It’s hard to write a brief post on something as complicated on teens having and raising children! Your story will be different than anyone else’s, and your experience unique. However, I think the following 8 points are good ones to consider when your teen tells you they are thinking about becoming a parent.
1. Your teen needs to make this decision. Let your teen know what you think about them having and raising the child, and why. Make a pro-con list. Discuss your experience in parenting and give them a realistic view of what to expect. But even if you disagree with their decision, it’s important to respect it. This isn’t a decision you can make for them without the possibility of major repercussions down the road.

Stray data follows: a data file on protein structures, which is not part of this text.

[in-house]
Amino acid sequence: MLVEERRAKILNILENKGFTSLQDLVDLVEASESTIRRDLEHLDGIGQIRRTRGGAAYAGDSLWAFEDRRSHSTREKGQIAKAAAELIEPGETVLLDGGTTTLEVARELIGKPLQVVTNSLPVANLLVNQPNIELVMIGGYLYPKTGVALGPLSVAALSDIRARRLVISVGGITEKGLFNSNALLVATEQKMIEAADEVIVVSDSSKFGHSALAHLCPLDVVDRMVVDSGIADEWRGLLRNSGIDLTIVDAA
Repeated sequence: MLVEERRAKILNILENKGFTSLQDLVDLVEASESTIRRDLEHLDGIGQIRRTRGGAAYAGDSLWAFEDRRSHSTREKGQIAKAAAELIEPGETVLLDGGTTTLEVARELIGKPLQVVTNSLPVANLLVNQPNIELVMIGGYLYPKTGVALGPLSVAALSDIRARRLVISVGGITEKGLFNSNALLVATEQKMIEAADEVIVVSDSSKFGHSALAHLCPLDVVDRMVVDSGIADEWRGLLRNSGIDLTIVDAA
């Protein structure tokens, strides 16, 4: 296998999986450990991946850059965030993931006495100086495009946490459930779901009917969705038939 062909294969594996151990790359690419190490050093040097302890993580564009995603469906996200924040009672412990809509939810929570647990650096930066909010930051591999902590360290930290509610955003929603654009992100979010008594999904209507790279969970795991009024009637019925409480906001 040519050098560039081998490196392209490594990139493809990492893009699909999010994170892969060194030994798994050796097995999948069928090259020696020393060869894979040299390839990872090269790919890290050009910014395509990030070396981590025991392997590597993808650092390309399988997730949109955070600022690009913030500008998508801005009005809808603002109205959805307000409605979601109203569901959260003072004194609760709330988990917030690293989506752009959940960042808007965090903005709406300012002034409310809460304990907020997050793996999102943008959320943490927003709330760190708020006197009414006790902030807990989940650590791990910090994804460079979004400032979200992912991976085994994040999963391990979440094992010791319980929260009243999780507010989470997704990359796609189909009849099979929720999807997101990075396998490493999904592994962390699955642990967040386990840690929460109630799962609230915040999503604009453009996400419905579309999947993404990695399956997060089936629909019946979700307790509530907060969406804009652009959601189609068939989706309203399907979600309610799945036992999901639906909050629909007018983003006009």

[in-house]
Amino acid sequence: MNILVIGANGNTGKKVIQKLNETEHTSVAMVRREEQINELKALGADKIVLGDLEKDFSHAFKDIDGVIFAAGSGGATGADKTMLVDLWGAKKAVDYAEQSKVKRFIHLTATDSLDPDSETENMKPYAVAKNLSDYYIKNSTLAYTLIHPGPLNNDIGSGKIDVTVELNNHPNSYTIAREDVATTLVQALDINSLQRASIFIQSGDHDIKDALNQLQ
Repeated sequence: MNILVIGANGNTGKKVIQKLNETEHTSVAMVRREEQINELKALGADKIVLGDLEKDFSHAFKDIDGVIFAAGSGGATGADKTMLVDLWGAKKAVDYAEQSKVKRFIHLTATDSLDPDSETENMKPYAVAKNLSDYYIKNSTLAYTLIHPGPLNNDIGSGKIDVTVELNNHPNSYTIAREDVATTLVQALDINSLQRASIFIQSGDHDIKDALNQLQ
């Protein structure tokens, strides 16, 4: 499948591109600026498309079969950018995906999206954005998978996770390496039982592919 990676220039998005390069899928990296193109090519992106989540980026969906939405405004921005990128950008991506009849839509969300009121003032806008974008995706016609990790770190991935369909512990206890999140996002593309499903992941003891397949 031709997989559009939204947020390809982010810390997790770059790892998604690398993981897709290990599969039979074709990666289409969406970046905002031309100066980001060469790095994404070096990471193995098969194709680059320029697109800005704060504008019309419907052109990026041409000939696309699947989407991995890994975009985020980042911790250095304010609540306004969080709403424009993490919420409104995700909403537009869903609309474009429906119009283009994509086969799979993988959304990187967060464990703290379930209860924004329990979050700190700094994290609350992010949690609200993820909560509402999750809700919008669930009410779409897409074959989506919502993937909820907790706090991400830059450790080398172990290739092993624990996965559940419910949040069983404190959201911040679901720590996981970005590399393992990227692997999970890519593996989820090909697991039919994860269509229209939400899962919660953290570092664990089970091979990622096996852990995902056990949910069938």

2. This is going to be a hard adjustment. Many parents of teens are looking forward to a time when the house will be theirs again, when they can retire and take trips and generally relax. Now there is the prospect of a new infant in the home. It’s completely normal to feel disappointed or angry, even while you know you’ll love your grandchild. If the feelings persist or are interfering with your ability to cope, seek help from a counselor. Likewise, if you feel like your teen is having trouble adjusting, have them see a counselor as well.
3. Your teen needs your help. Remember how lost you felt, the first time you were caring for a newborn? Hopefully, you had wise friends and family to help you with taking on the role of a new parent. Your teen needs that wise advice, and your experience is invaluable. Any teen can learn to feed, change, and clothe a baby. But they will need your ongoing support to interact with their baby, learn to play with them, differentiate normal behavior from worrisome signs, and adjust to their rhythms. Read full post »